Nelson Mandela Bay
No coalition government is easy to navigate, and Nelson Mandela Bay knows this reality. But never has this difficulty been made the people’s problem. Considerable support has been budgeted for low-income communities, the upgrading of housing and informal settlements, roads and lighting and community facilities.
Low-income communities will never be left behind under the Nelson Mandela Bay coalition government. The coalition will continue to help Assistance to the Poor (ATTP) recipients with more than R2 billion budgeted over the medium term. And R1.5 million will be spent on infrastructure for informal trading (EDTA) over the next year.
The people of the Bay can expect to live in dignity under the coalition government. Almost half a billion rand has been apportioned to upgrading housing and informal settlements. R45 million of this will be used for the acquisition of land for housing development in the areas of Seaview and Lorraine; R183.4 million will be spent on various human settlements projects and a R30 million bucket eradication programme. Morevover, R167.9 million in informal housing and informal electrification programmes will be rolled out over the medium term.
The safety of Nelson Mandela Bay’s roads is a key priority for this government. To ensure this, more than half a billion rand has been put aside for roads and lighting. Over the medium term, R68.5 million will be directed to the resurfacing of roads and the tarring of gravel roads. Subsidised roads will be resurfaced at a cost of R30 million, R40 million in road rehabilitation will be rolled out, and R72.7 million will go towards public lighting.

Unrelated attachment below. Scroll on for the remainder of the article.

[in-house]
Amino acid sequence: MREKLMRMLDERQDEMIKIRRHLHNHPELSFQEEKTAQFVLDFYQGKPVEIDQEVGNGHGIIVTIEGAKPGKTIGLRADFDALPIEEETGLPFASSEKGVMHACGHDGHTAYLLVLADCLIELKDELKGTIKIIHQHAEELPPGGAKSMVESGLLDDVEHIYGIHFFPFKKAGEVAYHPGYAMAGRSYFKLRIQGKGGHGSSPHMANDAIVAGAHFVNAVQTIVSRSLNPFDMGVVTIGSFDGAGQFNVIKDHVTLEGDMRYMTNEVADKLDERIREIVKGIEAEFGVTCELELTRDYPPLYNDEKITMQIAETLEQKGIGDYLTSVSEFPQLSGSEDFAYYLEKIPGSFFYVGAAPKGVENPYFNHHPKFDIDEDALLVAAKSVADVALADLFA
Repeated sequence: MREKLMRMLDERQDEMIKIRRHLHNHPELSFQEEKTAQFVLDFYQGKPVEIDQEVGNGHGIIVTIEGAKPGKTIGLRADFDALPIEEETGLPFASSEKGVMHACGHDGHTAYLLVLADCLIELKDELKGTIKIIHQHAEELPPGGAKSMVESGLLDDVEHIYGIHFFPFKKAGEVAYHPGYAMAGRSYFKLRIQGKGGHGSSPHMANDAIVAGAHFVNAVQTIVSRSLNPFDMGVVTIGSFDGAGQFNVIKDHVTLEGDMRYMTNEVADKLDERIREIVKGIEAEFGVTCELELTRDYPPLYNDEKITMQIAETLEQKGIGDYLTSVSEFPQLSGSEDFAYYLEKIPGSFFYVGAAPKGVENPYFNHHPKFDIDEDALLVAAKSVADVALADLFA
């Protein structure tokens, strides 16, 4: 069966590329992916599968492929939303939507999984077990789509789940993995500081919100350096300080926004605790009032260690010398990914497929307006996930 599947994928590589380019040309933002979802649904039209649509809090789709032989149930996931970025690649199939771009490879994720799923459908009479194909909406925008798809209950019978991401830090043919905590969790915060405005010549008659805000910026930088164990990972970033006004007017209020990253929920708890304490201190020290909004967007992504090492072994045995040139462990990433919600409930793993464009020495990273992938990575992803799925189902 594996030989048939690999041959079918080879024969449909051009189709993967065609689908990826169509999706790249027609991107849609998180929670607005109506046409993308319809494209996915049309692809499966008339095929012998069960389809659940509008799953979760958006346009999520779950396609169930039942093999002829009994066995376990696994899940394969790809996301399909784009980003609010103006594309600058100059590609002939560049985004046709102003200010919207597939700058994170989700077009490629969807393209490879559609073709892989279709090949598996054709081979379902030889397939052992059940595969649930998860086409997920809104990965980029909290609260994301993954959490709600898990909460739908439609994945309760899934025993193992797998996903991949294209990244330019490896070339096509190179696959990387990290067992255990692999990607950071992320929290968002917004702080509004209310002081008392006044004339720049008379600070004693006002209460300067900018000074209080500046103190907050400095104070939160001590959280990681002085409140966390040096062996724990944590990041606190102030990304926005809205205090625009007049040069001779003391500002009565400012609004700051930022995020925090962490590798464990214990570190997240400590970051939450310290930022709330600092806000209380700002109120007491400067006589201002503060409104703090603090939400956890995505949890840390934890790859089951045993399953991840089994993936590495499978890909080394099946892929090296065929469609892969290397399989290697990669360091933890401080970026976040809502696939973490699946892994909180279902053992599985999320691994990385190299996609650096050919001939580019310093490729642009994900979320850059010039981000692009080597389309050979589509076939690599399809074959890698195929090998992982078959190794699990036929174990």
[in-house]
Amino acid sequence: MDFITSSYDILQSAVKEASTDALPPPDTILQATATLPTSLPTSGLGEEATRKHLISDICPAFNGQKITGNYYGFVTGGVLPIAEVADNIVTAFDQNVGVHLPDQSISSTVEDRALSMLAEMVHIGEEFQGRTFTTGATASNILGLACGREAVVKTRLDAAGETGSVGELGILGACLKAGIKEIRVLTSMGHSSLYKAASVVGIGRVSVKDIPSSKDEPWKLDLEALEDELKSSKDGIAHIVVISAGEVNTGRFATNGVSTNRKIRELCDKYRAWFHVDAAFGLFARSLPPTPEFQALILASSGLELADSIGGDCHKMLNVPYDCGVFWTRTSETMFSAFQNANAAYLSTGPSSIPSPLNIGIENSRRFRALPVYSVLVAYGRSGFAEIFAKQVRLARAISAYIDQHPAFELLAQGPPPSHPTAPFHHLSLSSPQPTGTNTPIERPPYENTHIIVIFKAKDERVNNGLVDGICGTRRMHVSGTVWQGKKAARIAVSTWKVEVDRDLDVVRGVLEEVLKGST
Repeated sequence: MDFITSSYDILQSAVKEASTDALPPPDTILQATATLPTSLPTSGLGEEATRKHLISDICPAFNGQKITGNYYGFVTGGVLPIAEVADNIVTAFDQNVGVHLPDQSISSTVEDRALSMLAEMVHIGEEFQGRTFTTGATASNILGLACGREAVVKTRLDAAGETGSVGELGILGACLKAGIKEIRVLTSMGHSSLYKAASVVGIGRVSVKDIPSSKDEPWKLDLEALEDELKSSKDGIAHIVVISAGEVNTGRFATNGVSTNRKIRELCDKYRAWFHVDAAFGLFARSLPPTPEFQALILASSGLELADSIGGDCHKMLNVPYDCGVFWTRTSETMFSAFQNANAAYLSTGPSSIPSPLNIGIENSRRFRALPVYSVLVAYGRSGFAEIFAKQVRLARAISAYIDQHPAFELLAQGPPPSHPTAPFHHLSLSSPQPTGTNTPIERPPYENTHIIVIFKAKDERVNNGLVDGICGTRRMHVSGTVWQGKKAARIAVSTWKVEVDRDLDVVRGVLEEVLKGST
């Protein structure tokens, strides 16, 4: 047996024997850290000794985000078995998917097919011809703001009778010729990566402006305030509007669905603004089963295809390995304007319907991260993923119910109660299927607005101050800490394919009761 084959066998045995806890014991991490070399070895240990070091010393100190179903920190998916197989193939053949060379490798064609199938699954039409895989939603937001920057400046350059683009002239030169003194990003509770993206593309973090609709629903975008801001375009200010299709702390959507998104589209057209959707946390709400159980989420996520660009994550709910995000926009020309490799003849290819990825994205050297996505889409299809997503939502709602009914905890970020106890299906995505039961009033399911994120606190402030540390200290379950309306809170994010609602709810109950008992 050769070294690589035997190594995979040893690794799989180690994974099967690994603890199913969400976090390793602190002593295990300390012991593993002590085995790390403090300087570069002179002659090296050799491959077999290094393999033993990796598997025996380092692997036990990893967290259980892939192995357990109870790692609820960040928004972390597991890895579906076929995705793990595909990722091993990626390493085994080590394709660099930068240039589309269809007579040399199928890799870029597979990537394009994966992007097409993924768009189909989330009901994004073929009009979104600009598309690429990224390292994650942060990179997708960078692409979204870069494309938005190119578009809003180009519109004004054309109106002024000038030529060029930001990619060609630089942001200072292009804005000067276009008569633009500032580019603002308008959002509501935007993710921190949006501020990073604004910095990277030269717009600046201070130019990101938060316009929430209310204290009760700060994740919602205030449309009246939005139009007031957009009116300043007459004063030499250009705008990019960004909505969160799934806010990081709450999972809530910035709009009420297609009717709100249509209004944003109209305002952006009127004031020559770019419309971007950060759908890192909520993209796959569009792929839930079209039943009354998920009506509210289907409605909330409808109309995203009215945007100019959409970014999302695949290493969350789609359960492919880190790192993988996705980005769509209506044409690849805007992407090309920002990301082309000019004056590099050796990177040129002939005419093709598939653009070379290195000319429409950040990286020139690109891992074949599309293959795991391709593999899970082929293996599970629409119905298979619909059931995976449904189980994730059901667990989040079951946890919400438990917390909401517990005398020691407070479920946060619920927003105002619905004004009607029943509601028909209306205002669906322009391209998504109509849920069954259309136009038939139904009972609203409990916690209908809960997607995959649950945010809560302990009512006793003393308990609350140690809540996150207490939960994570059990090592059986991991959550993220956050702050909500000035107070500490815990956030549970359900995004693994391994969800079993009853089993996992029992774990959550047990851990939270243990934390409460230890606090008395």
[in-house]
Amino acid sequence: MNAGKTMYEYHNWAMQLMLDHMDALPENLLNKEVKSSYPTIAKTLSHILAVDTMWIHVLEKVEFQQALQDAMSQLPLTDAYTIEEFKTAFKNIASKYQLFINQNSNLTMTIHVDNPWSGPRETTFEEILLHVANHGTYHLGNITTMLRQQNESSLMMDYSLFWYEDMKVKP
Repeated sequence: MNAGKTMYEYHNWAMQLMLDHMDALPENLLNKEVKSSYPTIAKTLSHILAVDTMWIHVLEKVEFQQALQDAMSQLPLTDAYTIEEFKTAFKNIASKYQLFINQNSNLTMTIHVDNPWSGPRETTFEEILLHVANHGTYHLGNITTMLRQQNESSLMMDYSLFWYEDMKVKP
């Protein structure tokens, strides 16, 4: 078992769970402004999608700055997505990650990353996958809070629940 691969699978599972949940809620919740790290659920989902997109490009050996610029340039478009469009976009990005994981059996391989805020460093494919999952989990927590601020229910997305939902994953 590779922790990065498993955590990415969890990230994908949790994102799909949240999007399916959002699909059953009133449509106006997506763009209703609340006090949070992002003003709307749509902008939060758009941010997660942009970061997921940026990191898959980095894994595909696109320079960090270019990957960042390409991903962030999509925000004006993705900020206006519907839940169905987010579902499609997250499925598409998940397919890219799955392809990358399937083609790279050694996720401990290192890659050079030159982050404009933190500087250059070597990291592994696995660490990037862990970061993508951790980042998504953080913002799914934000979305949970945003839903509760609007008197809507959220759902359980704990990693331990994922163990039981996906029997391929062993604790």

Finally, almost R150 million will be injected into the upgrading of community facilities. R36 million of this will go towards the construction of three Multi-Purpose Centres. Libraries will be upgraded and restored for R32 million, R18.5 million in sports facilities upgrades will be implemented, a R6 million major park upgrade will be developed, and R49 million in upgrades and development of public open spaces will be rolled out.
In Johannesburg, Tshwane and Nelson Mandela Bay, we will continue to work hard to ensure that we govern in an open, transparent and people-orientated manner. After decades of neglect by previous ANC administrations, the people of Johannesburg, Tshwane, and Nelson Mandela Bay can have hope in their governments that are focused on delivering for the people. Where we govern, jobs are created, corruption is eradicated, and services are provided to all.
In the City of Johannesburg, City of Tshwane and Nelson Mandela Bay, capital spending that focuses on basic service delivery has been prioritised over all ‘non-essential spending’. And this has led to fiscally prudent government spending in the Johannesburg and Tshwane where record-high budget surplus’ have been achieved.
These metro budgets are focused and responsible pro-poor budgets that seek to build a conducive environment for job-creation, crush corruption, win the war against crime and deliver excellent services to the people. And it is because of their vision and leadership that City-led economic growth continues to flourish in the country.